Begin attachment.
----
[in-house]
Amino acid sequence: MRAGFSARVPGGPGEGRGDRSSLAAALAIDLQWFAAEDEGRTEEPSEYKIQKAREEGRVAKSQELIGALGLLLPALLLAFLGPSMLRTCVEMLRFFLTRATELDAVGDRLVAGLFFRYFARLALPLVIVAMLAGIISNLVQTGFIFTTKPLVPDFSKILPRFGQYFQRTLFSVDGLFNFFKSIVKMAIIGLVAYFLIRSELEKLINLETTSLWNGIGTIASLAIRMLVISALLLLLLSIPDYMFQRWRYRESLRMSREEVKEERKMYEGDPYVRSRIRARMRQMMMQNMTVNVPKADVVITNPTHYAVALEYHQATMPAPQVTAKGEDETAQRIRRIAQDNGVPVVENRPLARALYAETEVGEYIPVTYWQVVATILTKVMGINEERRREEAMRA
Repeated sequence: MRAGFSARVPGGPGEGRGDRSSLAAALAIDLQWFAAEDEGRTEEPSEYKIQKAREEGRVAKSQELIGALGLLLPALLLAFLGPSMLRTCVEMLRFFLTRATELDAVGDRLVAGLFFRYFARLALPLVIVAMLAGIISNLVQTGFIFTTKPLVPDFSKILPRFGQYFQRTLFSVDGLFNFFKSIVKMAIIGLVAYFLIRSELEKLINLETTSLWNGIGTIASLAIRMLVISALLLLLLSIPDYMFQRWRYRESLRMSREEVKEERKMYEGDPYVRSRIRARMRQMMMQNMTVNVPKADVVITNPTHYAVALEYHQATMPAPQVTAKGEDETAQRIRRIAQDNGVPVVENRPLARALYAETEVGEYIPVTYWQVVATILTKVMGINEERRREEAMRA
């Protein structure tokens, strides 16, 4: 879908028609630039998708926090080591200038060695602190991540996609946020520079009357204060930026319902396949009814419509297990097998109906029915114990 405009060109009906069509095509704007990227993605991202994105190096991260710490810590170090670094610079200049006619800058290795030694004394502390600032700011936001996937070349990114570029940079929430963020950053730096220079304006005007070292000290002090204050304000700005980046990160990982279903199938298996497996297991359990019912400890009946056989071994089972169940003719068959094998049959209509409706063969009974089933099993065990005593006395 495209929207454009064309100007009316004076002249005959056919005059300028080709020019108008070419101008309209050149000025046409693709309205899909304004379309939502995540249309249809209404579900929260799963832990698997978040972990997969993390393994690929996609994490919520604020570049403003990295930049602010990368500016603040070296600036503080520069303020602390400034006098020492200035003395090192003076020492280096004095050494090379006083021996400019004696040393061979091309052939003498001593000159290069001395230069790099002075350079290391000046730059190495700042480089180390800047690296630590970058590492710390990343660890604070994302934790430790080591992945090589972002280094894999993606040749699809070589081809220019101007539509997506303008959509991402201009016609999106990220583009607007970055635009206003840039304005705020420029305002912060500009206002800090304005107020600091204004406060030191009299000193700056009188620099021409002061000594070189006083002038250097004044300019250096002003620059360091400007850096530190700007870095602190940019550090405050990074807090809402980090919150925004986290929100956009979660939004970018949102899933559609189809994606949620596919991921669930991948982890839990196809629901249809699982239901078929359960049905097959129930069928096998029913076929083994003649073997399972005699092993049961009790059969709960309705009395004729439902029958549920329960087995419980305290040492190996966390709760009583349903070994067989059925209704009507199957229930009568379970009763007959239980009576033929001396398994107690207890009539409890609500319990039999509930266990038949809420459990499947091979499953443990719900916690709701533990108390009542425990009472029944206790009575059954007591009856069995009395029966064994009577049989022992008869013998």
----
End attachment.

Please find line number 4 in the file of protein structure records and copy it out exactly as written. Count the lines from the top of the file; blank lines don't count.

């Protein structure tokens, strides 16, 4: 879908028609630039998708926090080591200038060695602190991540996609946020520079009357204060930026319902396949009814419509297990097998109906029915114990 405009060109009906069509095509704007990227993605991202994105190096991260710490810590170090670094610079200049006619800058290795030694004394502390600032700011936001996937070349990114570029940079929430963020950053730096220079304006005007070292000290002090204050304000700005980046990160990982279903199938298996497996297991359990019912400890009946056989071994089972169940003719068959094998049959209509409706063969009974089933099993065990005593006395 495209929207454009064309100007009316004076002249005959056919005059300028080709020019108008070419101008309209050149000025046409693709309205899909304004379309939502995540249309249809209404579900929260799963832990698997978040972990997969993390393994690929996609994490919520604020570049403003990295930049602010990368500016603040070296600036503080520069303020602390400034006098020492200035003395090192003076020492280096004095050494090379006083021996400019004696040393061979091309052939003498001593000159290069001395230069790099002075350079290391000046730059190495700042480089180390800047690296630590970058590492710390990343660890604070994302934790430790080591992945090589972002280094894999993606040749699809070589081809220019101007539509997506303008959509991402201009016609999106990220583009607007970055635009206003840039304005705020420029305002912060500009206002800090304005107020600091204004406060030191009299000193700056009188620099021409002061000594070189006083002038250097004044300019250096002003620059360091400007850096530190700007870095602190940019550090405050990074807090809402980090919150925004986290929100956009979660939004970018949102899933559609189809994606949620596919991921669930991948982890839990196809629901249809699982239901078929359960049905097959129930069928096998029913076929083994003649073997399972005699092993049961009790059969709960309705009395004729439902029958549920329960087995419980305290040492190996966390709760009583349903070994067989059925209704009507199957229930009568379970009763007959239980009576033929001396398994107690207890009539409890609500319990039999509930266990038949809420459990499947091979499953443990719900916690709701533990108390009542425990009472029944206790009575059954007591009856069995009395029966064994009577049989022992008869013998």